About the ANC Partners

The Montreal Urban Ecology Centre, The Centre for Active Transportation (TCAT) at Clean Air Partnership, and Sustainable Calgary Society have worked together over the course of a decade, building a movement for co-designing active communities.

The Montreal Urban Ecology Centre team

When we first began, few organizations were using participatory approaches to citizen engagement, and discussions about the benefits of built environments that support walking and cycling were only beginning to emerge. We have seen these movements grow, and have been thrilled to contribute our voices to a growing chorus of support for healthy, active, and liveable communities.

DTJC Design Workshop

Our partnership was funded by the Public Health Agency of Canada’s Innovation Strategy. As this generous funding draws to a close, we’re sharing some of the change we’ve created by convening diverse partners, citizens, and professionals to co-design active, healthy, and sustainable neighbourhoods across Canada.

Saguenay Workshop with professionnals

Over the course of the project we engaged:









in co-design activities to re-imagine their neighbourhoods

A three-pronged

approach to change


Working with residents and local partners to re-imagine public spaces in their neighbourhoods, using over two dozen original co-design tools.

Professional Practice

Helping built environment and public health professionals understand the value of citizen engagement, and the importance of co-creating communities that support active lifestyles, through courses, workshops, webinars, and presentations.


Creating long-term systemic change by advocating for policies that support health and equity in the built environment, and supporting Canadian communities to make policy change with our Healthy Places Policy Toolkit.

Hear what some of the

communities have to say



  • Acadia, Calgary
  • Anderson-Heritage Coalition (6-community coalition), Calgary
  • Bridgeland-Riverside, Calgary
  • High River, Town of High River
  • Marlborough, Calgary


  • Donovan, Sudbury
  • Downtown Jackson Creek, Peterborough*
  • Haliburton Village
  • Jackson Park-Brookdale, Peterborough*
  • Stewart Street, Peterborough*
  • Talwood, Peterborough*
  • Thorncliffe and Flemingdon, Toronto


  • Chicoutimi, Saguenay
  • Chomedey, Laval
  • La Petite-Patrie, Montréal
  • Mercier-Est, Montréal
  • Notre-Dame-de-Grâce, Montréal
  • Parc-Extension, Montréal
  • Plateau-Est, Montréal
  • Saint-Marc, Shawinigan

*In partnership with the NeighbourPLAN program at GreenUP.

We have worked to advance knowledge and create original research on the relationship between the built environment, health, and equity.

Explore some of our project publications and research.

Let’s Have a Conversation About Healthy Places

This report highlights key information on Canadian urban issues: cost-benefit analysis of active and motorized transportation options, inspiring practices, and information on the challenges of addressing equity and health. Fuel your electoral debates and workshops on urban policies.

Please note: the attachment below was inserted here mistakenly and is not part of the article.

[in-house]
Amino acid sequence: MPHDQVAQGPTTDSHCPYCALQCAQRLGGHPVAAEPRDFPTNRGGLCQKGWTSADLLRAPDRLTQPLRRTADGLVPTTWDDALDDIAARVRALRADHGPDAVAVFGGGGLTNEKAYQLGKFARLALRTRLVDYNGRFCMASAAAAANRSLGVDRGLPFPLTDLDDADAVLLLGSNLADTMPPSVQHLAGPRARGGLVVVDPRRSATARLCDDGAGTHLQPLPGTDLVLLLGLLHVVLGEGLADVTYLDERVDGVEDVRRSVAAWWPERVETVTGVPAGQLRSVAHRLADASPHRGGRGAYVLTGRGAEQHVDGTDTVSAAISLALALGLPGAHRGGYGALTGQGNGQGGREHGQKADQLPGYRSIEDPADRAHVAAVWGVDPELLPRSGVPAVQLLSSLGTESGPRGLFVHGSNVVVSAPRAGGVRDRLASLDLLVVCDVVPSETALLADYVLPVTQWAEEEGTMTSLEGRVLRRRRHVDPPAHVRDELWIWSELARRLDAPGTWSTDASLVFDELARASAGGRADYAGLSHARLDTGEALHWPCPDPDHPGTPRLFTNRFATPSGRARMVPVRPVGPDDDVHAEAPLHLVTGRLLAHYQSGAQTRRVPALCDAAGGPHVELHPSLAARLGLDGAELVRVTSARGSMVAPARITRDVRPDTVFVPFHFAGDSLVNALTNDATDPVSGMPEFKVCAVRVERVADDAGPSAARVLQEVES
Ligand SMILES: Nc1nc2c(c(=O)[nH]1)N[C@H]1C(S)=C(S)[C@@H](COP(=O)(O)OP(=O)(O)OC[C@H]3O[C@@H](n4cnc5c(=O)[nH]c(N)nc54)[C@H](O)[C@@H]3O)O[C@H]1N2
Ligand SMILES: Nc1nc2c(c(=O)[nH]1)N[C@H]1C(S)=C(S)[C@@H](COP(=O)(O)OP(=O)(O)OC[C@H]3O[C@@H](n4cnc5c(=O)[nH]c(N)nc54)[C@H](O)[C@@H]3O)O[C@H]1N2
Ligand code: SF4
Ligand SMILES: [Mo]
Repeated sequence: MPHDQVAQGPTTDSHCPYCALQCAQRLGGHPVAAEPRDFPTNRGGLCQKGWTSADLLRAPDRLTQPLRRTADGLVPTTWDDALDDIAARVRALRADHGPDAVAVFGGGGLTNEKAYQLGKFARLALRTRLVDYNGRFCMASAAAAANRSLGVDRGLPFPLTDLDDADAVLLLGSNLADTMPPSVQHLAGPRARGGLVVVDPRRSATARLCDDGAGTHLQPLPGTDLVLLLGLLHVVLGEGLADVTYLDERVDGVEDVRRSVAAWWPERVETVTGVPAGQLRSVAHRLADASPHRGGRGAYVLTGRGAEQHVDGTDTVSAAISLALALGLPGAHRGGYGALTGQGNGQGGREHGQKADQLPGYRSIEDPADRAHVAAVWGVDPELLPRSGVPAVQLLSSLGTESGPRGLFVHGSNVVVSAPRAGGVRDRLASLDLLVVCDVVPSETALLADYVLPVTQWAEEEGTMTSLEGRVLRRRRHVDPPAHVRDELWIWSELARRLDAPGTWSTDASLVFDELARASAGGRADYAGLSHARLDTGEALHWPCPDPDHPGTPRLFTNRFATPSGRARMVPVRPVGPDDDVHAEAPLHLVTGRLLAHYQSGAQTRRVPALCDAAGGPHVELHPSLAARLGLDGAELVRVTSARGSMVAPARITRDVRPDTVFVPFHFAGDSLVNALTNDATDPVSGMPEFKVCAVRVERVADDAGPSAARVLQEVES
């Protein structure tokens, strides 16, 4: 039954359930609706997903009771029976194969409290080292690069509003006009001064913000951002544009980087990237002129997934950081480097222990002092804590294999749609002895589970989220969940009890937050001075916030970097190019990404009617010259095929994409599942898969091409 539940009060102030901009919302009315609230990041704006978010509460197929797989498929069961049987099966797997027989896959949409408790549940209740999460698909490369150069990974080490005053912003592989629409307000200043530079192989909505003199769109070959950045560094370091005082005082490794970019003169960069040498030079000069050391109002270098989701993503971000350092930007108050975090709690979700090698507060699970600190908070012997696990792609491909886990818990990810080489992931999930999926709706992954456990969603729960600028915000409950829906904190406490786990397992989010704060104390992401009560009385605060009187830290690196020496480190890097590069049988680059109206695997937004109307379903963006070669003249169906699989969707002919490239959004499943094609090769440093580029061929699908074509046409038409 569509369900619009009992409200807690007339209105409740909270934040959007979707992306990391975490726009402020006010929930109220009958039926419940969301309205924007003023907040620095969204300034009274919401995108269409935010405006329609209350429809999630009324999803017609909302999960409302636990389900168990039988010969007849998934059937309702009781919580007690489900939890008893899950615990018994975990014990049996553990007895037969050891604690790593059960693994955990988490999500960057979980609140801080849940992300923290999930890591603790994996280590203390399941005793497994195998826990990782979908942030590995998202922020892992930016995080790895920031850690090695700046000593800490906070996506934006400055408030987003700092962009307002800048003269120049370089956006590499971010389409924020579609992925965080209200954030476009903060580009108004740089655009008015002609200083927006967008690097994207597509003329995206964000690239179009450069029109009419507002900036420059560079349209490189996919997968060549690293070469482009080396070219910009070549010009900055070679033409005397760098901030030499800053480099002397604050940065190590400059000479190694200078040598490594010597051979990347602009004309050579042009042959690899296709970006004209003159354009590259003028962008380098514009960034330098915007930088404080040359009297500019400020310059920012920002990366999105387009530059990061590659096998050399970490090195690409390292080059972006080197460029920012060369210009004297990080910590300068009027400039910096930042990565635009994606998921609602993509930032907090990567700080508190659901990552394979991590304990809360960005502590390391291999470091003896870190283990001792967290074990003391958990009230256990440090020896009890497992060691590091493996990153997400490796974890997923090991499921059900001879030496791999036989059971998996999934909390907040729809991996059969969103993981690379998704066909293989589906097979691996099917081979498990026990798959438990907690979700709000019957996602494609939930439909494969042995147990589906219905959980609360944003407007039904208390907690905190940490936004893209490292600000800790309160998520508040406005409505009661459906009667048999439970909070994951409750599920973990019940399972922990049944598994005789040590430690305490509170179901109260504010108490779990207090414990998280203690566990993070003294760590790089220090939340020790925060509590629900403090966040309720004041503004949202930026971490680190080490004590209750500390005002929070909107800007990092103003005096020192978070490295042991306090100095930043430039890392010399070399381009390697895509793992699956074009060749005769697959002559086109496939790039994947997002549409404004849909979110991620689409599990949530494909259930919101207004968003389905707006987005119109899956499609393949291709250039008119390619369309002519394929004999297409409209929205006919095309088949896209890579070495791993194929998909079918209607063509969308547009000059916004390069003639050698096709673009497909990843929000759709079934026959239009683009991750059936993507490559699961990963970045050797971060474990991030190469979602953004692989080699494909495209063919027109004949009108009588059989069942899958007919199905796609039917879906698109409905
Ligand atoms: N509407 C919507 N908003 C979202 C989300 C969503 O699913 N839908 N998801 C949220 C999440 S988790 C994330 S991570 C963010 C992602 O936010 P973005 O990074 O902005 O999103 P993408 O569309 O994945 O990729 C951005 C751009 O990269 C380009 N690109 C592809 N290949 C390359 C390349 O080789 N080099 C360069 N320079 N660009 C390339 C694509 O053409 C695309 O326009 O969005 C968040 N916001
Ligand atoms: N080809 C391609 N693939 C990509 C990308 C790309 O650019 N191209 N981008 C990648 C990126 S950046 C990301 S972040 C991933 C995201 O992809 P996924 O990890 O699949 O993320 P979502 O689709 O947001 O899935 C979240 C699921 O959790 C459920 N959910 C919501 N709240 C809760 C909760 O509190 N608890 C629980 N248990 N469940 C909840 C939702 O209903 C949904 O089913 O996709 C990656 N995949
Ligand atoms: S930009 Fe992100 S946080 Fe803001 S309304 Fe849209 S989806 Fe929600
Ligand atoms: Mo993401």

The ANC network produced this tool and invites Canadians to use it with decision makers at all levels of government.

Learn more

Let’s Have a Conversation About Healthy Places

Building Active Communities Together

This report details the successes, challenges, and lessons learned during our twelve Active Neighbourhoods pilot projects. Discover how policymakers, professionals, community groups, and citizens can work together to develop solutions that promote active transportation and active citizen engagement in communities across Canada.


Building Active Communities Together
Building Active Communities Together

PARTICIPATORY URBAN PLANNING: Planning the city with and for its citizens

This guide was designed to give communities step-by-step support to carry out a participatory planning project. Whether you are redesigning an intersection, making a street safer, creating a public space, implementing a local travel plan, or greening a common courtyard, the participatory planning approach will allow you to make your project a truly collaborative initiative.


PARTICIPATORY URBAN PLANNING: Planning the city with and for its citizens
PARTICIPATORY URBAN PLANNING: Planning the city with and for its citizens

Pedestrian collisions are an issue of equity: streets in lower-income areas more dangerous for pedestrians

Walking is the healthiest, most affordable, and most inherently safe form of transportation. This research examines whether the way we build our communities gives everyone equal and safe access to this most fundamental form of mobility. We learned that in Calgary, inadequate pedestrian infrastructure in low-income neighbourhoods puts those residents at a higher risk of collisions and deepens the inequities experienced by these communities.

Learn more

Pedestrian collisions are an issue of equity

Our research, tools, and publications have reached thousands of people across Canada and beyond*.

People reached
through conferences, courses, workshops and webinars

website visits
on participatoryplanning.ca

2,094 cities in 166 countries

of our co-design tools

*Numbers represent the reach of our work up until March 31, 2020.

The breadth of this reach has helped amplify a movement for more equitable, healthy, and sustainable cities.

We couldn’t have

done it alone

We’ve worked
with over

Here is what some of them have to say about working with us: